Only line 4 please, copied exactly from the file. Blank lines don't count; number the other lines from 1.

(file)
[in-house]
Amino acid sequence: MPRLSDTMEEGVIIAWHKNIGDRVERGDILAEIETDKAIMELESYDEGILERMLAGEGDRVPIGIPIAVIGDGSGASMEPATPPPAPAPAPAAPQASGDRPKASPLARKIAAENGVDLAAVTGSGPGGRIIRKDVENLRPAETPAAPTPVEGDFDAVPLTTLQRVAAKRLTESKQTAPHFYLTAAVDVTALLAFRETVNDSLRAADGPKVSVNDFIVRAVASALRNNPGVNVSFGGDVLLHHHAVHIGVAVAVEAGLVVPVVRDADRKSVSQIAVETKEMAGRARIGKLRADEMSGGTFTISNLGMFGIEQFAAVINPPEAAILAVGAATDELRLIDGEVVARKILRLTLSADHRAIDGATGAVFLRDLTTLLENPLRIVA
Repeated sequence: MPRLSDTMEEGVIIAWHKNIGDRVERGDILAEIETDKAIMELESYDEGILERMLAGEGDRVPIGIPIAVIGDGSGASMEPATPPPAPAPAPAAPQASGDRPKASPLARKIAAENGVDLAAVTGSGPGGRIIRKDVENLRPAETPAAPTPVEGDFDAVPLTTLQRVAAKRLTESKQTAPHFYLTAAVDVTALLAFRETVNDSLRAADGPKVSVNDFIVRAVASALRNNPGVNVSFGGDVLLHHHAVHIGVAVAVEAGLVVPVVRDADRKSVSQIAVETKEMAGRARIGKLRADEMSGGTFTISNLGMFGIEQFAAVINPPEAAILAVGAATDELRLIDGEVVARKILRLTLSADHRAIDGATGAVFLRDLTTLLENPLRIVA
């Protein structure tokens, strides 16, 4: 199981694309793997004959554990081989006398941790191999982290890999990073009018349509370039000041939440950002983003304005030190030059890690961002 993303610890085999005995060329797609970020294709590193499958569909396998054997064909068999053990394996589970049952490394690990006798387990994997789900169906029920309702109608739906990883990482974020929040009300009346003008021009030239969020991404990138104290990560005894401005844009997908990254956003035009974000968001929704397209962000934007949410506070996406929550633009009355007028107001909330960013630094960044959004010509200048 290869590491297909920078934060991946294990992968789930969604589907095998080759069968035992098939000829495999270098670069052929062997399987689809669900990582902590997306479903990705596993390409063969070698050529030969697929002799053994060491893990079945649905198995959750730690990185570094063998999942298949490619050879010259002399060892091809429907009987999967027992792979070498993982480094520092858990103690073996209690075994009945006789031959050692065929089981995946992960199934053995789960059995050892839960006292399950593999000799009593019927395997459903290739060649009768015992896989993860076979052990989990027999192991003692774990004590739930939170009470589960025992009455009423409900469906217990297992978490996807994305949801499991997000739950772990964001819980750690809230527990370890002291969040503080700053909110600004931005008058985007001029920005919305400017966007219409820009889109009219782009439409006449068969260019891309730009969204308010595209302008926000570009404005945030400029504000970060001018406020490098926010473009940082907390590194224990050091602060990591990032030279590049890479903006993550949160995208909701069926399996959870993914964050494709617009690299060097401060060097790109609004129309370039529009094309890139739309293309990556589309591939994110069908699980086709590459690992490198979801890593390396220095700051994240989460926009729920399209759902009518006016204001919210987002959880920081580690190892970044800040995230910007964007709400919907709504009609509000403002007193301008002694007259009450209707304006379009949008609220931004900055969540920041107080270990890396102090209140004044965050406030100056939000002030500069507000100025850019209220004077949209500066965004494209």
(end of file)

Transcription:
């Protein structure tokens, strides 16, 4: 199981694309793997004959554990081989006398941790191999982290890999990073009018349509370039000041939440950002983003304005030190030059890690961002 993303610890085999005995060329797609970020294709590193499958569909396998054997064909068999053990394996589970049952490394690990006798387990994997789900169906029920309702109608739906990883990482974020929040009300009346003008021009030239969020991404990138104290990560005894401005844009997908990254956003035009974000968001929704397209962000934007949410506070996406929550633009009355007028107001909330960013630094960044959004010509200048 290869590491297909920078934060991946294990992968789930969604589907095998080759069968035992098939000829495999270098670069052929062997399987689809669900990582902590997306479903990705596993390409063969070698050529030969697929002799053994060491893990079945649905198995959750730690990185570094063998999942298949490619050879010259002399060892091809429907009987999967027992792979070498993982480094520092858990103690073996209690075994009945006789031959050692065929089981995946992960199934053995789960059995050892839960006292399950593999000799009593019927395997459903290739060649009768015992896989993860076979052990989990027999192991003692774990004590739930939170009470589960025992009455009423409900469906217990297992978490996807994305949801499991997000739950772990964001819980750690809230527990370890002291969040503080700053909110600004931005008058985007001029920005919305400017966007219409820009889109009219782009439409006449068969260019891309730009969204308010595209302008926000570009404005945030400029504000970060001018406020490098926010473009940082907390590194224990050091602060990591990032030279590049890479903006993550949160995208909701069926399996959870993914964050494709617009690299060097401060060097790109609004129309370039529009094309890139739309293309990556589309591939994110069908699980086709590459690992490198979801890593390396220095700051994240989460926009729920399209759902009518006016204001919210987002959880920081580690190892970044800040995230910007964007709400919907709504009609509000403002007193301008002694007259009450209707304006379009949008609220931004900055969540920041107080270990890396102090209140004044965050406030100056939000002030500069507000100025850019209220004077949209500066965004494209």